# Rethinking black holes

## Delving deep into the workings of these high-gravity objects could turn our theories on their head

Delving deep into the workings of these high-gravity objects could turn our theories on their head

Almost every diagram of a black hole highlights two key parts of these behemoth beasts: the singularity (the centre) and event horizon (the perimeter). But there’s a chance some black holes don’t actually look like this. Some black holes may not have an event horizon at all. If they exist, these naked singularities wouldn’t just call every black hole illustration into question, but many of our established notions of the universe, too.

A standard black hole is thought to be the consequence of a large star collapsing in on itself. Once compressed into a point of infinite density, the forces of gravity are so extreme that nothing can escape its pull, not even light. But for something to get in, it still has to get close enough, past the event horizon. “The simplest way to describe them is as a point of no return,” says Maximiliano Isi, a postdoctoral researcher at the Laser Interferometer Gravitational-Wave Observatory (LIGO) Lab at the Massachusetts Institute of Technology (MIT). “It’s sort of like the frontier between countries. It’s not a geographical thing. If you try to get out, once you’ve gone past that point, you will find that you won’t be able to.”

If you were unfortunate enough to be caught in this fatalistic force, you would be pulled right into the heart of the black hole with no means of escape. This engulfing process would even occur at different rates for different parts of your body. Limbs closest to the black hole would be yanked the hardest, stretching and tearing your body in a process known as spaghettification.

After this gruesome event, your spaghettified body would be sucked into the singularity. It’s here where your remains would be compressed down into an infinitely tiny point, along with any other matter that had befallen the black hole. But here’s where things get confusing. Up until now, every part of the process of falling into a black hole, including the black hole itself, can be explained by Einstein’s theory of general relativity. But within this singularity, it’s thought that the curvature of space-time itself would split from equations, rendering this universal theory somewhat less universal. It’s partly why Einstein and many of his contemporaries doubted that such a physical black hole was possible. Einstein’s collaborator in proving general relativity, Arthur Eddington, even went as far as insisting “there should be a law of nature to prevent a star from behaving in this absurd way”. For decades, an open belief in black holes would get you laughed out of a physics lecture hall.

Attitudes changed as time went on, in large part because of the calculations and theories of two men: Stephen Hawking and Roger Penrose. While Hawking may be the more well known of the two, it was Penrose who first salvaged black holes from the rubbish heap of physics. Realising in 1969 that Einstein’s theory and black holes could happily coexist if singularities were somehow hidden from the rest of space-time, Penrose postulated the existence of event horizons, great cloaks that would surround black holes, hide them from view and act as a perimeter for their gravitational effects.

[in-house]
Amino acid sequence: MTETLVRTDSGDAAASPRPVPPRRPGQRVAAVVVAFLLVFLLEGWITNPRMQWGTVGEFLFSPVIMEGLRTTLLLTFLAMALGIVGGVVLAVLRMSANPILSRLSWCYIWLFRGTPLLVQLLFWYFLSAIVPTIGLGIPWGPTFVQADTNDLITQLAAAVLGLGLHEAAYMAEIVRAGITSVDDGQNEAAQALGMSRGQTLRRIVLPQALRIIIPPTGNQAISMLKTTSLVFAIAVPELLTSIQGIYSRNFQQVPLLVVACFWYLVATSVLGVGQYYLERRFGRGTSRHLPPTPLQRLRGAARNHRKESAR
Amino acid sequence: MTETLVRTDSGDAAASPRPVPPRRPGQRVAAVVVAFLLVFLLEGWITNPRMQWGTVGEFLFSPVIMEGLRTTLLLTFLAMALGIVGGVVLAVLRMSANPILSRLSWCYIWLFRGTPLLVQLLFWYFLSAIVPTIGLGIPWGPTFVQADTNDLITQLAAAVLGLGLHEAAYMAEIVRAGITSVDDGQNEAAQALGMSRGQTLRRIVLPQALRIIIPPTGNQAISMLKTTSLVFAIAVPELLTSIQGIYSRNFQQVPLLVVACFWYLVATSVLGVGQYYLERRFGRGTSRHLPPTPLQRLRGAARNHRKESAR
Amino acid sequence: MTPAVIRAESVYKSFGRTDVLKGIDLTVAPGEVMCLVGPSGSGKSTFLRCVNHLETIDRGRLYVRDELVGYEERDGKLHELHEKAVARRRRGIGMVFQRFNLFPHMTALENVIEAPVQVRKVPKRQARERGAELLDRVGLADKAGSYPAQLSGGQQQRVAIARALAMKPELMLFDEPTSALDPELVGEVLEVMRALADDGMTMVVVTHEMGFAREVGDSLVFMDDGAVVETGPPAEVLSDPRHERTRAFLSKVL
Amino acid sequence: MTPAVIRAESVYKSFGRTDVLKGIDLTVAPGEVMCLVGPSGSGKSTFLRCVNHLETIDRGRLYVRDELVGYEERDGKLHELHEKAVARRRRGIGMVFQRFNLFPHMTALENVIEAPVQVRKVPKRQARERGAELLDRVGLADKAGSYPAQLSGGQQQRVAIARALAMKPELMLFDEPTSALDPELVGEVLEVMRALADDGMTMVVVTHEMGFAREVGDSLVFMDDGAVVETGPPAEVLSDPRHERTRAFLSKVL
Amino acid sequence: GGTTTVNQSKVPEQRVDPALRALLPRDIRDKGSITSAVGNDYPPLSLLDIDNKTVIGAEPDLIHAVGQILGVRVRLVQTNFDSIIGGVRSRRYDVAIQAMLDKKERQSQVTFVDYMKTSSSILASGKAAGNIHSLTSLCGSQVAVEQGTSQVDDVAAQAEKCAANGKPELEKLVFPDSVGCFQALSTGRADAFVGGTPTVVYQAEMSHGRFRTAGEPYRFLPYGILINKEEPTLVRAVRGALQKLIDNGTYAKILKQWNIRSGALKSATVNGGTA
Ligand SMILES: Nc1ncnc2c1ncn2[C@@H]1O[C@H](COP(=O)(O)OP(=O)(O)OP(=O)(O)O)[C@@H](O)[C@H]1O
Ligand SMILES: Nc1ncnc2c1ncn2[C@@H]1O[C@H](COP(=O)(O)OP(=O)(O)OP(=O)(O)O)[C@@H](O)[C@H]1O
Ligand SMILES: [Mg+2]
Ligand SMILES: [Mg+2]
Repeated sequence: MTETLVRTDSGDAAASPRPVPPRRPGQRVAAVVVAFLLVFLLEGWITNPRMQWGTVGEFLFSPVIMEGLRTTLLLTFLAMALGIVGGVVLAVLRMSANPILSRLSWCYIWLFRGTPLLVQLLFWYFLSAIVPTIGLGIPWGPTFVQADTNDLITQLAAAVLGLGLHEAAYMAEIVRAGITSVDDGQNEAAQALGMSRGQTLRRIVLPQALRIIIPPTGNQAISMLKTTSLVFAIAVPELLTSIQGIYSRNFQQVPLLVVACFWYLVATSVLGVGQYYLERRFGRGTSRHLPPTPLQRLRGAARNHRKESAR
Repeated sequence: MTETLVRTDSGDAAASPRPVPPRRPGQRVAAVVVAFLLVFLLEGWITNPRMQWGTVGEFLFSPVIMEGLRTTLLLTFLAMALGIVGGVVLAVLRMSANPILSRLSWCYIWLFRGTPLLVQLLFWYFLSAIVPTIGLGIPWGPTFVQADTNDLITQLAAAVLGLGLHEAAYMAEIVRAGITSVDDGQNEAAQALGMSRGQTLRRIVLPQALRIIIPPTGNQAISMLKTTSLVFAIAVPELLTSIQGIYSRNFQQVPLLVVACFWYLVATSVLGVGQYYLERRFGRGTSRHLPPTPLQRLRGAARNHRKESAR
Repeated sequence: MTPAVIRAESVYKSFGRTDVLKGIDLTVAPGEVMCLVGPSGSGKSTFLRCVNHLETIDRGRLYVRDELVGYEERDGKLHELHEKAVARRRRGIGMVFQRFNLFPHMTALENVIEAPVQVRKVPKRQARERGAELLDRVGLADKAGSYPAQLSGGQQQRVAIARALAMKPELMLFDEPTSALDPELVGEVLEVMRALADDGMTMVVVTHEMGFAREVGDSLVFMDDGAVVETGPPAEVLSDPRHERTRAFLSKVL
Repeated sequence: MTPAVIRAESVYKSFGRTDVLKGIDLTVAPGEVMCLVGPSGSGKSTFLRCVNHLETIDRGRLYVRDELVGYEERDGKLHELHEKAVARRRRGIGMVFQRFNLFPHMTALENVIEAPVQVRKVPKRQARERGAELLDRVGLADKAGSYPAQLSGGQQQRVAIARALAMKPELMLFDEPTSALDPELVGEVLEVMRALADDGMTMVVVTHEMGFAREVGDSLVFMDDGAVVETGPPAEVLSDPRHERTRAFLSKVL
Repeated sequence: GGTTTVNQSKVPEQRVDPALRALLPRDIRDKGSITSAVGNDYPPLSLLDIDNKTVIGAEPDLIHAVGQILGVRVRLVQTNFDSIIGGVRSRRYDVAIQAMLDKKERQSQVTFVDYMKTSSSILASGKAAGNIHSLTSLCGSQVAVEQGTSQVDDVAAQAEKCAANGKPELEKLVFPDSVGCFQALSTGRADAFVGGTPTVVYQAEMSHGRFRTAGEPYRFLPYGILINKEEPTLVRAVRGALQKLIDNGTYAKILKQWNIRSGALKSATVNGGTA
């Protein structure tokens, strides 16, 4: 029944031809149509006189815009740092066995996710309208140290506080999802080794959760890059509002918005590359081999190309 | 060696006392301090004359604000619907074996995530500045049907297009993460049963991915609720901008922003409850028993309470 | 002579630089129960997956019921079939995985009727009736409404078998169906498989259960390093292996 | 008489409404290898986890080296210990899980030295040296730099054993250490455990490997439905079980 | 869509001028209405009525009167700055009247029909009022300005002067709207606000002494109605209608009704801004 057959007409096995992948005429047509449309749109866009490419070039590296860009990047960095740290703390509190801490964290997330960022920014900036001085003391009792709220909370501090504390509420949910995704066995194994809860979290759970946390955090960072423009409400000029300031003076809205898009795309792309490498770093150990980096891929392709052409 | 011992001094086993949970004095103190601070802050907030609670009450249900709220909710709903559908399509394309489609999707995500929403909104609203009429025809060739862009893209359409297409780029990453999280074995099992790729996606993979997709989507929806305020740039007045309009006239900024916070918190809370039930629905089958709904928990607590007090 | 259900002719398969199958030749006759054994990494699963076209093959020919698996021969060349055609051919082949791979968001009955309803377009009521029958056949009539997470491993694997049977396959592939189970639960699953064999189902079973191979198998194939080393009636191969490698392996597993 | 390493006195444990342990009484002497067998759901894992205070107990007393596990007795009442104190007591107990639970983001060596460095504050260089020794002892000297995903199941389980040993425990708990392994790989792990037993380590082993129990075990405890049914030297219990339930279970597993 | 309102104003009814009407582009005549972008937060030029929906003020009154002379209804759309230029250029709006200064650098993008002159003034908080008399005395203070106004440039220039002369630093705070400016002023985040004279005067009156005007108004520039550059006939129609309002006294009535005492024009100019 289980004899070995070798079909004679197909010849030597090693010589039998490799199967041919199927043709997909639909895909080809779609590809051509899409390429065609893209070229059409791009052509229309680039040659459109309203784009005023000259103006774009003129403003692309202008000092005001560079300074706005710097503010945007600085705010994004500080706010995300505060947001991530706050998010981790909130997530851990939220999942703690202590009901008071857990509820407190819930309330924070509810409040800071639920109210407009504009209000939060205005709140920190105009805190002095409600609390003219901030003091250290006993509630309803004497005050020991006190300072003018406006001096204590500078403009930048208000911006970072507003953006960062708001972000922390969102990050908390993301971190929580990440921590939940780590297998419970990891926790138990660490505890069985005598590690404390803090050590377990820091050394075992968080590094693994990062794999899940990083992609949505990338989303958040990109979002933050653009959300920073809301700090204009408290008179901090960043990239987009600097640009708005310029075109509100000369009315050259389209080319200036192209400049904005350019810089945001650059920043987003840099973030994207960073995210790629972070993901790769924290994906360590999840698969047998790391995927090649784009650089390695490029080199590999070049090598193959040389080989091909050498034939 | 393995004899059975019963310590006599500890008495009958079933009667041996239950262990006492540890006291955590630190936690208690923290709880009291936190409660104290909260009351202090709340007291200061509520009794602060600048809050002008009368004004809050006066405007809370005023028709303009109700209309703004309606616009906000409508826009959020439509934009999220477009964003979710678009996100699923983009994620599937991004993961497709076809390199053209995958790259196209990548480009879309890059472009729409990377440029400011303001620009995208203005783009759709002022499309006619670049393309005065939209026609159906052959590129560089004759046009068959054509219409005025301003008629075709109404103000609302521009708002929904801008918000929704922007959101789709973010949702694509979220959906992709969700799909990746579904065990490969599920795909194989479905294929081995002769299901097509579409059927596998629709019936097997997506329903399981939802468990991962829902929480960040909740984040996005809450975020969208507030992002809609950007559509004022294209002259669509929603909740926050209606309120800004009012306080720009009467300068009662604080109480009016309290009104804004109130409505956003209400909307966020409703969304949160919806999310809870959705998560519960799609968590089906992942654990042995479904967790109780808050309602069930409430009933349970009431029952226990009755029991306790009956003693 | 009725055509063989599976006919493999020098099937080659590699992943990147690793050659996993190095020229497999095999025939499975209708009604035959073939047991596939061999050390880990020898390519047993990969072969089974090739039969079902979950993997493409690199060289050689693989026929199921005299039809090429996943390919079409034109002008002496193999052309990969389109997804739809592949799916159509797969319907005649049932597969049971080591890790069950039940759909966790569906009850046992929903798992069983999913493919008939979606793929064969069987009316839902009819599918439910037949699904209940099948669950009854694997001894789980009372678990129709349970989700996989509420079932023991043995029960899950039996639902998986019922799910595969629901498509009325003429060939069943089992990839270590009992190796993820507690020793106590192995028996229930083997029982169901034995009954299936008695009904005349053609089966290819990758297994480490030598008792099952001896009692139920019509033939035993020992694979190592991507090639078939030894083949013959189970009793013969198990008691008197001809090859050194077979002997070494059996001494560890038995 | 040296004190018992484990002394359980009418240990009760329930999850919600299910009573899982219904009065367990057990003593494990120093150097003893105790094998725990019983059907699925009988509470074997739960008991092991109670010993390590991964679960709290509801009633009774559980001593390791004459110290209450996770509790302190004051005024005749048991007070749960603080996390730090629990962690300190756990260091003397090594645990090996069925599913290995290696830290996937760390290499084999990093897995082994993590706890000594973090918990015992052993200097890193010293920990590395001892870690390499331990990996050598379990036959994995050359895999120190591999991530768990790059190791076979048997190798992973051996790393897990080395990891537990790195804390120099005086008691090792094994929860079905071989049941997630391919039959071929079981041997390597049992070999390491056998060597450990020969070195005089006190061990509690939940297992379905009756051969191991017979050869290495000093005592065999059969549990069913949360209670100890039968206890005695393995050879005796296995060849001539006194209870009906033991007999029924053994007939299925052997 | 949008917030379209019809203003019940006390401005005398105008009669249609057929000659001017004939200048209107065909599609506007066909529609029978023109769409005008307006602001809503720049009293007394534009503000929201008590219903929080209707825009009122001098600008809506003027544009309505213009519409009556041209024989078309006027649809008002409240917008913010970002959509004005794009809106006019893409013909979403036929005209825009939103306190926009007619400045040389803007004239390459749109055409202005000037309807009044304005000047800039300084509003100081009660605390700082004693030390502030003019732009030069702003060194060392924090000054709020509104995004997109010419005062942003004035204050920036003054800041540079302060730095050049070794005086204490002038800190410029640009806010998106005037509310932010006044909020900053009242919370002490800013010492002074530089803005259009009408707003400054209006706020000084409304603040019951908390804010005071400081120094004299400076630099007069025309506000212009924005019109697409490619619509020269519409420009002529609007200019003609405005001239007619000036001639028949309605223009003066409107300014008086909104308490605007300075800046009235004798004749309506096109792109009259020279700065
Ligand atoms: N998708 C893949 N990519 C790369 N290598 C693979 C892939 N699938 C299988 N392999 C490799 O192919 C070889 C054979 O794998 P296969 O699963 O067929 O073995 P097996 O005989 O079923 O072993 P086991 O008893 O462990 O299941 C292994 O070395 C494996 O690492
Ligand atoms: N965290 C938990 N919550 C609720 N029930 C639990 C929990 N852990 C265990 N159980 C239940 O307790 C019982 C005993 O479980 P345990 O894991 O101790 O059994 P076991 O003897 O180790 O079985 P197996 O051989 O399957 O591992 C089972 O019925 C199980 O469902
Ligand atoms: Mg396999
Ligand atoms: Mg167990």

“Einstein was trying to get rid of singularities in black holes, because

he thought it was just a horrible thing,” says Tomas Andrade, a postdoctoral theoretical physicist at the University of Barcelona. “Penrose and Hawking realised that these singularities are there. If general relativity is correct, singularities are going to happen. Penrose realised that you don’t come across singularities very often, and he conjectured that’s the case because the universe protects the singularities by covering them with a black hole horizon.”

Penrose called his idea the weak cosmic censorship conjecture. From then on, physicists largely acted like event horizons were a compulsory part of black holes – the mandatory packaging that came with a singularity. But are they? After all, even with inclusion of event horizons, the theory of general relativity still seems to crumble apart when it reaches the singularity.

It’s partly why physicists are trying to set out a more complete theory of quantum gravity, which could account for such inconsistencies. And if a new theory is ever devised, there’s a chance it could happily incorporate the naked singularities Penrose’s conjecture prevents. But the theoretical physicists working on this quantum theory had better get a move on, because the evidence for naked singularities is already piling up.

“A huge amount of these counter examples come from looking at higher dimensional gravity,” says Andrade. “If you look at general relativity, not in four dimensions, like us – we live in three space dimensions plus time – if you increase the number of space-time dimensions, you can form the